Data breaches in information security have become an inescapable reality. A common inquiry we receive here at HackerOne is for guidance on how to most effectively respond to one of these unfortunate incidents. There are no easy answers. Our hope is the following guidance can serve as recommendations for any victim of a breach.
Before we dive in, I'd like to offer a brief note on confidentiality. HackerOne treats the confidentiality of our customers with the utmost respect. Our policy is to not comment or speculate on any breaches or vulnerabilities impacting the programs we have the privilege of hosting.
In addition, for the majority of the programs hosted by HackerOne, our relationship as a platform provider does not grant us privileged access to information on their breaches, vulnerabilities, or context surrounding individual bounty payments.
Your first priority following the discovery of unauthorized access to data ("a breach") should be incident response. That means preparing for a breach before it happens. A proper incident response plan will focus primarily on mitigations that stop the bleeding and remove the unauthorized access to further data.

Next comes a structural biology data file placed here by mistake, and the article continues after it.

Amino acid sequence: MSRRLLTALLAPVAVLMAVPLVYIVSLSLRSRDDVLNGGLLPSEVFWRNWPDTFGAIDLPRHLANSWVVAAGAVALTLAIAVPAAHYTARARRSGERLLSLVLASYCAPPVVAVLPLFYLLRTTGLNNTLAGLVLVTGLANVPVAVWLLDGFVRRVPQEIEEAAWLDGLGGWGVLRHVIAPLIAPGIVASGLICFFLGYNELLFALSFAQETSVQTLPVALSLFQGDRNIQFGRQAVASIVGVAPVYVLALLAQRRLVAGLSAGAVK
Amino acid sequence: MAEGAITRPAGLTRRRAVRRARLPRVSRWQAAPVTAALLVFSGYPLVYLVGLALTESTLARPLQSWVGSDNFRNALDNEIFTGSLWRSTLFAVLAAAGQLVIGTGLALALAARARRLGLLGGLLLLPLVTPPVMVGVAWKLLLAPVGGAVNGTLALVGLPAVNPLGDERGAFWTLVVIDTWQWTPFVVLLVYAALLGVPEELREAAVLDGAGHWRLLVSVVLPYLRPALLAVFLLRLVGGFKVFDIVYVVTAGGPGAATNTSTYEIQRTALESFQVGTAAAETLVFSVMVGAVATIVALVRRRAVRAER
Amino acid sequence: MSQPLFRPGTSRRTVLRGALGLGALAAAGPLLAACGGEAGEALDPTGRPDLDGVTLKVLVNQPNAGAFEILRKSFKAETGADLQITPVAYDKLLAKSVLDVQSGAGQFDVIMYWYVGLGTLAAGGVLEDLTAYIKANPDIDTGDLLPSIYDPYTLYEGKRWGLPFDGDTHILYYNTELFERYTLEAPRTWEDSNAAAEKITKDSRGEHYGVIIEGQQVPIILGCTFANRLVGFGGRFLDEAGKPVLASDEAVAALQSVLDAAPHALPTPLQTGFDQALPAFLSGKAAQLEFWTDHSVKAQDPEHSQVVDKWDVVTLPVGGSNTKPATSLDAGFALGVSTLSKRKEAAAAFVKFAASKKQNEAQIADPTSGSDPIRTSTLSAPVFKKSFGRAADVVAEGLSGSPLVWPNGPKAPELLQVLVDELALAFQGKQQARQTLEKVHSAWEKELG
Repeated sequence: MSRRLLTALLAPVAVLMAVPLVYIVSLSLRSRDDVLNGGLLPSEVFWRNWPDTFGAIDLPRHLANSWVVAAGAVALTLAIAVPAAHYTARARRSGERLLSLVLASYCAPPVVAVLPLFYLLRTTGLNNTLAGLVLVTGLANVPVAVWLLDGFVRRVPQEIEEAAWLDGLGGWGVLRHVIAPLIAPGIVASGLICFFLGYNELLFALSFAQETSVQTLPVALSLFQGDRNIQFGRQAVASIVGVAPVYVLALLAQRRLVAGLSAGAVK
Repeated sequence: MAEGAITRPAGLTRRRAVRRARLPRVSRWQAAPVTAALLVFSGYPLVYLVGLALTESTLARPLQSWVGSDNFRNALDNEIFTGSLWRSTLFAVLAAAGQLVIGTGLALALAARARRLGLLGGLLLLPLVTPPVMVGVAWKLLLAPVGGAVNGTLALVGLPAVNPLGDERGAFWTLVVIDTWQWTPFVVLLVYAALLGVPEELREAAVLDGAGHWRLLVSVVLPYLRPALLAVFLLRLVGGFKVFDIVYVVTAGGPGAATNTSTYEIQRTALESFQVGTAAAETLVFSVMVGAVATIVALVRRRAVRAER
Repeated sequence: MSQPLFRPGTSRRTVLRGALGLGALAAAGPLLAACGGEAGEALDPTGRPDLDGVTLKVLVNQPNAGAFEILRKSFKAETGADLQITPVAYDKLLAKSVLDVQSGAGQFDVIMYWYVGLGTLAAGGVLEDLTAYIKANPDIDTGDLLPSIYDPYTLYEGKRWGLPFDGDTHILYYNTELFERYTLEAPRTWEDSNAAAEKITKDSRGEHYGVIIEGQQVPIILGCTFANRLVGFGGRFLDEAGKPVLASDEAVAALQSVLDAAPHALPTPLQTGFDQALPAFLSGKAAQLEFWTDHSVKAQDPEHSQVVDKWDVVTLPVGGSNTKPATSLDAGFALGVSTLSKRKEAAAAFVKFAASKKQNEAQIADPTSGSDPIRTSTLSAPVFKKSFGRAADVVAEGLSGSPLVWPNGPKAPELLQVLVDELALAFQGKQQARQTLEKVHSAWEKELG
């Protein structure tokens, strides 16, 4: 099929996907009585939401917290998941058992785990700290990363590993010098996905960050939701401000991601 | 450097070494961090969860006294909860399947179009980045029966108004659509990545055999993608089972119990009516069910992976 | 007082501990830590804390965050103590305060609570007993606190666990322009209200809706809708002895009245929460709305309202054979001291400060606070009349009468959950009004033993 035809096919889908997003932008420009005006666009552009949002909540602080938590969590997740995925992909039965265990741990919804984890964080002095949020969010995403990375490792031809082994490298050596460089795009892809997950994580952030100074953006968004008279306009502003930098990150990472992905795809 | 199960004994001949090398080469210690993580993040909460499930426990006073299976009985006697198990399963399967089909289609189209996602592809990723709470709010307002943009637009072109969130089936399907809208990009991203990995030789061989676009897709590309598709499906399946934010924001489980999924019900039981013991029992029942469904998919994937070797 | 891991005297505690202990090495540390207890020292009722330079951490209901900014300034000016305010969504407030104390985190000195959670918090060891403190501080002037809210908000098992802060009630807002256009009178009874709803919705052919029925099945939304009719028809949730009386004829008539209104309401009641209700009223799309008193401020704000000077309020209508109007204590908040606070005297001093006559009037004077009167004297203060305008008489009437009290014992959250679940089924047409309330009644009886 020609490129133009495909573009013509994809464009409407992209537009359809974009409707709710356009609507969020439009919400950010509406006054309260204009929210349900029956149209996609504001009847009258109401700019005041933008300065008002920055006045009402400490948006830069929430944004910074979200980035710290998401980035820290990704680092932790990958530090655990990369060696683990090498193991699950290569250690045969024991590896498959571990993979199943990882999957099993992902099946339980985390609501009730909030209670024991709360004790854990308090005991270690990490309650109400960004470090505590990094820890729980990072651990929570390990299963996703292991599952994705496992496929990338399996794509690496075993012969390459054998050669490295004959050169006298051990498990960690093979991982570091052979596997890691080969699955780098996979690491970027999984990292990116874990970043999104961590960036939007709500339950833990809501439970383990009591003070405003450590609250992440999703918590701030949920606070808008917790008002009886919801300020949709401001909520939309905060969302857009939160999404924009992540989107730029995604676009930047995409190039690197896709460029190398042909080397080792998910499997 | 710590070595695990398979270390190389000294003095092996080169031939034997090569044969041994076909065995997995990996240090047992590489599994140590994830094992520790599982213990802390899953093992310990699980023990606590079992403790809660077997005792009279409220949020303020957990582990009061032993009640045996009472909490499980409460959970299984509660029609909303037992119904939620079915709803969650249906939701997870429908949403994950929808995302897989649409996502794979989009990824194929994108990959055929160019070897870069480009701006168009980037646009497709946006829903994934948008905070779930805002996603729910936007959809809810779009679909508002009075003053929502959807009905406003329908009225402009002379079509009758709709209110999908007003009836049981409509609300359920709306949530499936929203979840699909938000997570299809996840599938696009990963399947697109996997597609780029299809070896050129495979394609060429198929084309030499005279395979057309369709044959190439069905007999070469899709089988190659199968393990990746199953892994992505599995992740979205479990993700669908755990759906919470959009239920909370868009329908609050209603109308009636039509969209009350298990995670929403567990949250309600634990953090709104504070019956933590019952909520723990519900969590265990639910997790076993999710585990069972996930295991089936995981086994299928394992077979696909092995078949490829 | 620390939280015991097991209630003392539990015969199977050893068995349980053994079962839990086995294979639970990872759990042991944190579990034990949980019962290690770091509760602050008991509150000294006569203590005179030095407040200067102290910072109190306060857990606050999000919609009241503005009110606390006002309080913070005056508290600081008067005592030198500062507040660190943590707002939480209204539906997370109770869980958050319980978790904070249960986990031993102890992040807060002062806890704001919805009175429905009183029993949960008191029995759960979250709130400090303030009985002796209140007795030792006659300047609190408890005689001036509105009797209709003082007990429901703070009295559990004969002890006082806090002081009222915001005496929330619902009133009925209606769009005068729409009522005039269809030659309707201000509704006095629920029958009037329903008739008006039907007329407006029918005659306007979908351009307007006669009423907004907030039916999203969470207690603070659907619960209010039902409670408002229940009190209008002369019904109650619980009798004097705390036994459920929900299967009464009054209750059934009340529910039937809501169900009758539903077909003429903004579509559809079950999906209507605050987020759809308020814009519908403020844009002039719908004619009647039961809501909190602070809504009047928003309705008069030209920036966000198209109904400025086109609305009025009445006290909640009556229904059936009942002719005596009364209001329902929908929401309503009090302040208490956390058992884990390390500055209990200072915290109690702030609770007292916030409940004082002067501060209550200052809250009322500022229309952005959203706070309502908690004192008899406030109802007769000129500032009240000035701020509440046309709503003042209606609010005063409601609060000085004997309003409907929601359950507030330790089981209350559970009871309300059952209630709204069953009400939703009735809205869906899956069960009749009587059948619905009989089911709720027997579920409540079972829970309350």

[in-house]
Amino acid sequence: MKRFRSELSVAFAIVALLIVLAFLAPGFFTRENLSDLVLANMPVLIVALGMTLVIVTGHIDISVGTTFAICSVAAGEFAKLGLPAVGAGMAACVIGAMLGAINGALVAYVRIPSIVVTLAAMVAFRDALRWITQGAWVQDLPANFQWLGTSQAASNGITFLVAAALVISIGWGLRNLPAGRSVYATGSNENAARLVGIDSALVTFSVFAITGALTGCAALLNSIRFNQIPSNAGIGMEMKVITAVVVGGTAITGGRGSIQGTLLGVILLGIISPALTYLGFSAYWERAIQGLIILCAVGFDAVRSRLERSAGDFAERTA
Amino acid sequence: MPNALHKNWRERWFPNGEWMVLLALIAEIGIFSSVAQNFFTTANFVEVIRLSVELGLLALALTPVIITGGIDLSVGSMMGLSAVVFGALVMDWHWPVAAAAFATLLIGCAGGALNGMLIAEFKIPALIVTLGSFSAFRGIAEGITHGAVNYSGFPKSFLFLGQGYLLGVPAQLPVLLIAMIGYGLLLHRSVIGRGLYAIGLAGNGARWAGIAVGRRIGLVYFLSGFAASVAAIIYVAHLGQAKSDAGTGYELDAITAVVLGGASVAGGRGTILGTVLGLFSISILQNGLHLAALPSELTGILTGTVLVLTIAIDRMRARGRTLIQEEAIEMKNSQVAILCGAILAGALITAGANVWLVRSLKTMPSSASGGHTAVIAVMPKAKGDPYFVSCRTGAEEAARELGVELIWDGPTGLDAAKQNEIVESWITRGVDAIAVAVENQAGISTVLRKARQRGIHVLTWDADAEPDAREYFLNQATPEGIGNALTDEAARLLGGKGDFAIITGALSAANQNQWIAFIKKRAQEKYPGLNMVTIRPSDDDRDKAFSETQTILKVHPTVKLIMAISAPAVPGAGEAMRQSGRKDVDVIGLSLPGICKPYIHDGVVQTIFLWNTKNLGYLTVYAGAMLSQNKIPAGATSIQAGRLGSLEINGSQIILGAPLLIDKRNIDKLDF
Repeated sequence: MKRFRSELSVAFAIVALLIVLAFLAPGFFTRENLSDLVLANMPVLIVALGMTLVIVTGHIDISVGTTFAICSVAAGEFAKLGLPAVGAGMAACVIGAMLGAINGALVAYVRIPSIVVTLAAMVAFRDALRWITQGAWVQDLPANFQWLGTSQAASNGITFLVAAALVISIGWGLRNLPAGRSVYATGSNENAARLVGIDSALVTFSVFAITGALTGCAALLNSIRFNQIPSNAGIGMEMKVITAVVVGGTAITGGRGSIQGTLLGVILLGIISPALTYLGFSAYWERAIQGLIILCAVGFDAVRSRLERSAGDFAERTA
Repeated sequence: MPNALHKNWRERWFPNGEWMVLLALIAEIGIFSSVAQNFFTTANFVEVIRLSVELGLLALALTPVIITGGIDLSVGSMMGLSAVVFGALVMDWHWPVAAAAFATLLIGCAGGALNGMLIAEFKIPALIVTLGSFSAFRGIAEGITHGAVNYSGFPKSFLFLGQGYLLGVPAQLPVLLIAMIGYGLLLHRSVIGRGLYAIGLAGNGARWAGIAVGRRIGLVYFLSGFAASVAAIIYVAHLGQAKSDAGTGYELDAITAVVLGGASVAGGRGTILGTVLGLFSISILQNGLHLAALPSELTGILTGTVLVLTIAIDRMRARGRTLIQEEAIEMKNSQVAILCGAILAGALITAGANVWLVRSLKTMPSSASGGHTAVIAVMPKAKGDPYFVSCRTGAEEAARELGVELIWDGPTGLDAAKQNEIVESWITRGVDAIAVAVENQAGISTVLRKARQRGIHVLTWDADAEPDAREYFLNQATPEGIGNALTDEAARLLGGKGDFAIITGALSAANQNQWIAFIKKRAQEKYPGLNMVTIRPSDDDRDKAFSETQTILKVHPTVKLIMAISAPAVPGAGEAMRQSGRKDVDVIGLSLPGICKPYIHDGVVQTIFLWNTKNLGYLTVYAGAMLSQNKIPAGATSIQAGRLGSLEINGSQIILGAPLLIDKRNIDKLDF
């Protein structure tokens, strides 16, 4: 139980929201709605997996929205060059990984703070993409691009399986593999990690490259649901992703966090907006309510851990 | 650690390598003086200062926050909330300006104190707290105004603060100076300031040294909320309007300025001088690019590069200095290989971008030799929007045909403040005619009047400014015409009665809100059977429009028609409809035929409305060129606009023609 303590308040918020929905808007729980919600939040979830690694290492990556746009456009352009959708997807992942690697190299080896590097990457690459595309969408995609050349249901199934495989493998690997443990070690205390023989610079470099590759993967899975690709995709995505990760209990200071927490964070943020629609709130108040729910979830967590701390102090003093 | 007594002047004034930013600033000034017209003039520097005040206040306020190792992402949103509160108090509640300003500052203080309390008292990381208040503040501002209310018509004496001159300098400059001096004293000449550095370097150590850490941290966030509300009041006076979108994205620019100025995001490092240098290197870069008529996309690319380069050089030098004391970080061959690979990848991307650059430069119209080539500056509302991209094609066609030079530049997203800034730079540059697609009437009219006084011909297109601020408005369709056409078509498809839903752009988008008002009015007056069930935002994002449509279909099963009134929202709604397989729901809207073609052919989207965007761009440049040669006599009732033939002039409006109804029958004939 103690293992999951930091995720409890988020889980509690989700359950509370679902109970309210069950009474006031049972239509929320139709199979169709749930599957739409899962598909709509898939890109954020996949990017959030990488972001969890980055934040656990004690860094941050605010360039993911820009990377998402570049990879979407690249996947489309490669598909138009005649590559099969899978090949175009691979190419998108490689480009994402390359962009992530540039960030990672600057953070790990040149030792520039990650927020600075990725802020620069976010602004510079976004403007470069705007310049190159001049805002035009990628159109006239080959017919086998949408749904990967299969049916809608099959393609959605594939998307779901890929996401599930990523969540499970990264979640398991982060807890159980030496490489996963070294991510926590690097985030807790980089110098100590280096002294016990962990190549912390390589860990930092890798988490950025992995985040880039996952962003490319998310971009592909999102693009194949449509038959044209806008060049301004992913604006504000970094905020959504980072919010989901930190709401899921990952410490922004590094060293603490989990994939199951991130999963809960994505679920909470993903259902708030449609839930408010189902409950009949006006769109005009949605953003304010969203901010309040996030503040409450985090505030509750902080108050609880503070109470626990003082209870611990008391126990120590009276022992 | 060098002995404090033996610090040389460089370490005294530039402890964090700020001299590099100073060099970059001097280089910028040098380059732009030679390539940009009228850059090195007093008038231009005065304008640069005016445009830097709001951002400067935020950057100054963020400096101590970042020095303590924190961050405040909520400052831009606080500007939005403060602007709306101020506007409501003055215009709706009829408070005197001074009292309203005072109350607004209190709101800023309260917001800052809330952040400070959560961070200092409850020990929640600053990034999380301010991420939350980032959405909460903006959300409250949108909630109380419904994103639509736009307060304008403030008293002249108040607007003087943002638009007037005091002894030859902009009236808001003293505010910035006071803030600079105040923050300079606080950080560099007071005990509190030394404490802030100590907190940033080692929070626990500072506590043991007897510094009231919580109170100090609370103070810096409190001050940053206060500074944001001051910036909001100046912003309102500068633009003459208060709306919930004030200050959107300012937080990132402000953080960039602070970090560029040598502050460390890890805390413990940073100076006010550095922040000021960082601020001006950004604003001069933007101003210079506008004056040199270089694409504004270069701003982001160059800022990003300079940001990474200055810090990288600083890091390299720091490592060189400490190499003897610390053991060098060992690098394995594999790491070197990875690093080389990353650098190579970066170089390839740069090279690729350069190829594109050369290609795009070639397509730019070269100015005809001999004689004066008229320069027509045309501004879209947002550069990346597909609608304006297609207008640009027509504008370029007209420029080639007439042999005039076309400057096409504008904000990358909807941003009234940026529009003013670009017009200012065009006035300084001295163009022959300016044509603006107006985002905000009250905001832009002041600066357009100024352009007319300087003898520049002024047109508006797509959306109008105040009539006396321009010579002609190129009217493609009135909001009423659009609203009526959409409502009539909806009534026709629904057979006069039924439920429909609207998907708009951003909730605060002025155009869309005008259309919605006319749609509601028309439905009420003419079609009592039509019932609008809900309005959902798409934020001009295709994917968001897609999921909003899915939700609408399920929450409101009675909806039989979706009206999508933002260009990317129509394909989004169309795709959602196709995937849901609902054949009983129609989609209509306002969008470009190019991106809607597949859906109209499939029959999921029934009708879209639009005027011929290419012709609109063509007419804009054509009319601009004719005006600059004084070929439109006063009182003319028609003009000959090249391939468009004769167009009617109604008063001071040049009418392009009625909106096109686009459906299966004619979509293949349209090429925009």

An effective process should be designed to leave us with clear answers to the following questions:
- What data was breached and who did it belong to? (specifically what data types?)
- How was the data breached?
- When was this data breached? (a full timeline of events)
- Who breached it? (criminal, rogue employee, accidental disclosure)
There is often a large amount of uncertainty that remains even after significant evidence gathering has occurred. It is not uncommon for "we don't know" to be the answer that remains to at least some of these questions. Once armed with your best answers to these questions we can prepare your response.
In many significant breaches, notification to individuals whose data was affected, such as customers or employees, may be legally required. Whether notice is obligatory requires familiarity with a dizzying array of state, federal and other countries’ data protection laws. There are lawyers who specialize in these laws, and you should consult one if you find yourself in this situation.
Even in the absence of a legal requirement, public disclosure may be in the best interest of both the breached company and the persons whose information was impacted. Should you provide notice? You should strive to have the applicable laws mapped to any data you are in possession of ahead of an actual breach.